In Cambodia’s urban areas, poor children are 4.7 times more likely to die before reaching the age of 5 than the children of wealthy parents, making the country’s “urban survival gap” one of the largest in the world, according to a new report.
Released on Monday, Save the Children’s 16th annual “State of the World’s Mothers” report, which ranks the best and worst places to be a mother, focused on the struggles mothers face in caring for their children amid increasing urban development.
Based on scores in five categories—maternal health, children’s well-being, educational status, economic status and political status—Cambodia ranked 132 out of 179 countries surveyed.
While large, Cambodia’s urban survival gap is narrowing, according to the report, with mortality rates for children from impoverished families half what they were 10 years ago.
The report also stated that Phnom Penh had the lowest child death rate for any capital city in a low-income country, at 18 deaths per 1,000 live births, a figure that dropped by nearly two-thirds between 2000 and 2010.
According to Ranjan Poudyal, Save the Children’s country director in Cambodia, the higher mortality rate among poor children was partly due to their families’ limited access to healthcare.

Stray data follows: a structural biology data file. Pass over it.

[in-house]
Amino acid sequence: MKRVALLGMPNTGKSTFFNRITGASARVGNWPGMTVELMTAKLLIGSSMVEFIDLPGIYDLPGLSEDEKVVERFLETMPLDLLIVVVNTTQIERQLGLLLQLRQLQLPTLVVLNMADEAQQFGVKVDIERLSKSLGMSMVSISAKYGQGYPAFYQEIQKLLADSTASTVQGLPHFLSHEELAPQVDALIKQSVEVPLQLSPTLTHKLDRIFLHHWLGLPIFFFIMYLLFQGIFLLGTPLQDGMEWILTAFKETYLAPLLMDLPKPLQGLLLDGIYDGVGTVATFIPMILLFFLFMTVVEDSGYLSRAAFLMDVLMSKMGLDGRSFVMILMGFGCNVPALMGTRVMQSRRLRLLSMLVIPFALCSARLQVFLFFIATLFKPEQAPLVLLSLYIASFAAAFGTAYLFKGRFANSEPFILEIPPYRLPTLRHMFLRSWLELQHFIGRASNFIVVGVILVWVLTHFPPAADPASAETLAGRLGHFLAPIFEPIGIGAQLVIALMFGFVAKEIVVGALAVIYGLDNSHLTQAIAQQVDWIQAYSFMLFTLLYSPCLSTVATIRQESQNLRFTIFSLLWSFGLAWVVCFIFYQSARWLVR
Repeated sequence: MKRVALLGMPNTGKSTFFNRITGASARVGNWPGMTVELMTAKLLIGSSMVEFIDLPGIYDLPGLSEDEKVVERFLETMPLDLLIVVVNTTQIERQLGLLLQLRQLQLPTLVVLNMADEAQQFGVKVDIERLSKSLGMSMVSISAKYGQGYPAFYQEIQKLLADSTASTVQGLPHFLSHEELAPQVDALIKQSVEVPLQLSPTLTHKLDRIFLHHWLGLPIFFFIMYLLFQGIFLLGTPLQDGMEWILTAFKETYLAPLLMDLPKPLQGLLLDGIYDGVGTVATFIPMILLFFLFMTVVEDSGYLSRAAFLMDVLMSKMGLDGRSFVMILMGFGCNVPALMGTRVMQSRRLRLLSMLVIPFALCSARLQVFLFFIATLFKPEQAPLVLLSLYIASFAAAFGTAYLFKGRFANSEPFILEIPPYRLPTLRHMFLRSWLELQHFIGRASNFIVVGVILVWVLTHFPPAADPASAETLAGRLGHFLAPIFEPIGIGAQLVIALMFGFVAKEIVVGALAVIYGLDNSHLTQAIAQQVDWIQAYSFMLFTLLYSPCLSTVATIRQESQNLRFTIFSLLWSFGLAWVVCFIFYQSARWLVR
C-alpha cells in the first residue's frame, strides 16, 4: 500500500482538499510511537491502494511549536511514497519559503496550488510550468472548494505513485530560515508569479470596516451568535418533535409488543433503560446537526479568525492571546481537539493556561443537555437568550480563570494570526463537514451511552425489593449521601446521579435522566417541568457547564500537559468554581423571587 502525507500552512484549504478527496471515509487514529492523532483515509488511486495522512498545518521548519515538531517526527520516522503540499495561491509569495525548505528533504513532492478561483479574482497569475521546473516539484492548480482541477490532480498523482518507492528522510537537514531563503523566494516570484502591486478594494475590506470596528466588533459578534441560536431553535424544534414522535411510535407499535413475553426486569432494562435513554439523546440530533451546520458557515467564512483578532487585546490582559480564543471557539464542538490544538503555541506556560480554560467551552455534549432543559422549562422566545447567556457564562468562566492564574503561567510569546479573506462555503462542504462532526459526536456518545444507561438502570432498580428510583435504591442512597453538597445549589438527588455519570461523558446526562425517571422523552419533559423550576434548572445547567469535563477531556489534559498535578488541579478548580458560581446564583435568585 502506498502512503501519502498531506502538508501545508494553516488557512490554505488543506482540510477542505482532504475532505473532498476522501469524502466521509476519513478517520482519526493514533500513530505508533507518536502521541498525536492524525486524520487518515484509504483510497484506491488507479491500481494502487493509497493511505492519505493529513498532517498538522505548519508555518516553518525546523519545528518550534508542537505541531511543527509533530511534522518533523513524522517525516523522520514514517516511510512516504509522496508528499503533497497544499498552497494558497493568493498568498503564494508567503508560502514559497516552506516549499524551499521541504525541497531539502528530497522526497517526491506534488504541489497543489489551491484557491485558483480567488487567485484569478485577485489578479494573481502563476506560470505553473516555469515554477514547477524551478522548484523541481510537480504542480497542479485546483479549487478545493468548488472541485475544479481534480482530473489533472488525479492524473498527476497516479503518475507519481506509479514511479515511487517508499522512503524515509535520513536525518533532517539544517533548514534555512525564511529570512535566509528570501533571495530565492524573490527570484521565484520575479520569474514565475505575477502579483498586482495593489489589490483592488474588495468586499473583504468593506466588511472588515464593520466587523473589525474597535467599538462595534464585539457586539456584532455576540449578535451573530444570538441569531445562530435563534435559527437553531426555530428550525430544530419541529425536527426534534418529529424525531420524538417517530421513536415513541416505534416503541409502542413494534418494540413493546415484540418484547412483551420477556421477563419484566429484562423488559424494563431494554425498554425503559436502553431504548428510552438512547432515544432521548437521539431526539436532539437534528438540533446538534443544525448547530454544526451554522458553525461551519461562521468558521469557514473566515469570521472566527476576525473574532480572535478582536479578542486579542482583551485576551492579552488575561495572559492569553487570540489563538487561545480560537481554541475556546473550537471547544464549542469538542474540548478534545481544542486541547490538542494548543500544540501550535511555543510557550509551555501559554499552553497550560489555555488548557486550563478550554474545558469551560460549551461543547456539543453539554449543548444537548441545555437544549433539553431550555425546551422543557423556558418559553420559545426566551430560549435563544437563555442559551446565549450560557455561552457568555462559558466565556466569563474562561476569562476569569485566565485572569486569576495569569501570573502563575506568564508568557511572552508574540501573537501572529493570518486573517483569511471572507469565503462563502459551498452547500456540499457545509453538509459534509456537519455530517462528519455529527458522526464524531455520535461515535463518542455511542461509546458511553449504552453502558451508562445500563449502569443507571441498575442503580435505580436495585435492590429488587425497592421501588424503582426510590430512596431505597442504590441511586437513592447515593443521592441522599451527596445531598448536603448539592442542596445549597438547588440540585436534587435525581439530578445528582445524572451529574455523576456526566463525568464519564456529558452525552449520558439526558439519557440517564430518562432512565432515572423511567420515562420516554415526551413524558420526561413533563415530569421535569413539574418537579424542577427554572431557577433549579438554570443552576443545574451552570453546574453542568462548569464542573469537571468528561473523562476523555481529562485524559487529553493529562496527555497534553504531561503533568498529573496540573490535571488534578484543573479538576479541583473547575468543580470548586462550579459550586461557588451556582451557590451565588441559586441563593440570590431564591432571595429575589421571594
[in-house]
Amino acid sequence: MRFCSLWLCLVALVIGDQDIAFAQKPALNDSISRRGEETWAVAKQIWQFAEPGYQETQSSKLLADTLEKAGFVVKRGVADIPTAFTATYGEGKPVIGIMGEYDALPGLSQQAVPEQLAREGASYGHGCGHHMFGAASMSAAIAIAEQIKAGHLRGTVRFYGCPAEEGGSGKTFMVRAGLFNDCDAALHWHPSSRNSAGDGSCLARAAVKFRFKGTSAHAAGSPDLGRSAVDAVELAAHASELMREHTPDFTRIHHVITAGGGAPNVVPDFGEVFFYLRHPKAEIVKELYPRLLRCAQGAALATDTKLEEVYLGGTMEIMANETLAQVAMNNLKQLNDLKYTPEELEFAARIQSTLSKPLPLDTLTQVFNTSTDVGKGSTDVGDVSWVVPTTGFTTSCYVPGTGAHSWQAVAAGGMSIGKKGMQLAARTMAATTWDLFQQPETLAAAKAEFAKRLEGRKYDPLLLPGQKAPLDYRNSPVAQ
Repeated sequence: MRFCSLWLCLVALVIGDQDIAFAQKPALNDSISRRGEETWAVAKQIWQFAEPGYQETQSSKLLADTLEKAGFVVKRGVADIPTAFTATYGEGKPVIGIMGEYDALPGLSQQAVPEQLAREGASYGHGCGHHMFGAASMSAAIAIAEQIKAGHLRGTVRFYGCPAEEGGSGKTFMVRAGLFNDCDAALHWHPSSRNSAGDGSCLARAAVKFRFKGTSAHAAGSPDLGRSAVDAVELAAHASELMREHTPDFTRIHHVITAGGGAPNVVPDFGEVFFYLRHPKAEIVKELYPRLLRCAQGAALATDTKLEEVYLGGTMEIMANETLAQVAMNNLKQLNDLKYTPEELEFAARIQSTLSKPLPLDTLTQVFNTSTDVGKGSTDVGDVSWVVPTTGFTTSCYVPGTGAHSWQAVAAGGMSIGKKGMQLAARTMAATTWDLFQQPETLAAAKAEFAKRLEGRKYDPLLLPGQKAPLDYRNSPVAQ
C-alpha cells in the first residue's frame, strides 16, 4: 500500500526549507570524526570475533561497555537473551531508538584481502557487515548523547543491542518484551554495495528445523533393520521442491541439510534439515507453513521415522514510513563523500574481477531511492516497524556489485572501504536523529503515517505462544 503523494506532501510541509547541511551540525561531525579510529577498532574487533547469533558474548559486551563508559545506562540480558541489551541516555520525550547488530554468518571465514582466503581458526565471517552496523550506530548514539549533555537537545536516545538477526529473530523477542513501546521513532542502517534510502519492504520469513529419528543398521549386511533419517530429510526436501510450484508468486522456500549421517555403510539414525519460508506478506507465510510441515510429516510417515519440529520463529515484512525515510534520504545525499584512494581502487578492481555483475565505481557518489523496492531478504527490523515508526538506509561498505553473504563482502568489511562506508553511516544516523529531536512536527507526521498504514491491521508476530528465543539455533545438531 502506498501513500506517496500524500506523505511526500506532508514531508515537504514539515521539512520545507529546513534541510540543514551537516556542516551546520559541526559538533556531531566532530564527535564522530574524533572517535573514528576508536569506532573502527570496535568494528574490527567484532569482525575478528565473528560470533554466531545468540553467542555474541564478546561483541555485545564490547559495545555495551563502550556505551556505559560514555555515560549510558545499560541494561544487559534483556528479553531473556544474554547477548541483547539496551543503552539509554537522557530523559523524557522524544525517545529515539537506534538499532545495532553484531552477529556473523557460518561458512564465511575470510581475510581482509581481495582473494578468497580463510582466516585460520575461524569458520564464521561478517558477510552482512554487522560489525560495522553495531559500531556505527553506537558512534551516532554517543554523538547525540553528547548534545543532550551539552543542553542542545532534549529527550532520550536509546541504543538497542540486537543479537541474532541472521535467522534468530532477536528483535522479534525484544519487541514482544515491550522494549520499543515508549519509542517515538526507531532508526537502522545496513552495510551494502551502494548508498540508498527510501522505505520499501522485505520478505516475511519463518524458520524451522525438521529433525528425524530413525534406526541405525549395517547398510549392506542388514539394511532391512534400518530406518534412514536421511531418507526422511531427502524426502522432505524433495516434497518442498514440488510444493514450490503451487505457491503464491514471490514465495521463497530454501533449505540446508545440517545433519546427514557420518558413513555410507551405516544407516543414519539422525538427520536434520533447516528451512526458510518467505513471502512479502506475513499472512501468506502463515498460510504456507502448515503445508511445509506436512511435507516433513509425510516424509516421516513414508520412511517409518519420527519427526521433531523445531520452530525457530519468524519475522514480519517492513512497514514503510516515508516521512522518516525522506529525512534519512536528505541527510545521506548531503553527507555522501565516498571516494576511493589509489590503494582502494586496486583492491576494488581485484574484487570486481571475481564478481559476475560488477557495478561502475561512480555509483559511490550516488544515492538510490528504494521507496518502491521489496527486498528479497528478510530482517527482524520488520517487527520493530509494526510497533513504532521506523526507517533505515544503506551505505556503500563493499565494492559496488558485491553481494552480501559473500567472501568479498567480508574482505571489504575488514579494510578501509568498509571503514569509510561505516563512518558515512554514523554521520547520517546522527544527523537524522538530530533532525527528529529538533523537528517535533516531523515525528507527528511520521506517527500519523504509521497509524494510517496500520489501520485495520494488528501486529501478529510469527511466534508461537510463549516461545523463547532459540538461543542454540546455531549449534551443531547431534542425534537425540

“The issue is that poor urban children have been living in slums, and healthcare is not there. The living conditions are poor and as a result the death rate of urban poor children are much higher in comparison to the middle class,” Mr. Poudyal said.
“When I have been to clinics here, I see that the services are not free; they are charged, and this is barrier when people do not have the ability to pay,” he added.
Ly Chan Sopha, a mother who makes a living selling cigarettes, sodas and rain jackets along the road in Phnom Penh’s Prampi Makara district, noted that the public hospital system was not free, either.
“At the children’s hospital, they charge you. I spend $1.50 dollars to buy a ticket and then I have to give the doctor money for his services,” she said Tuesday.
Even if the hospital doesn’t require us to pay, I can tell by their gestures that they want me too.”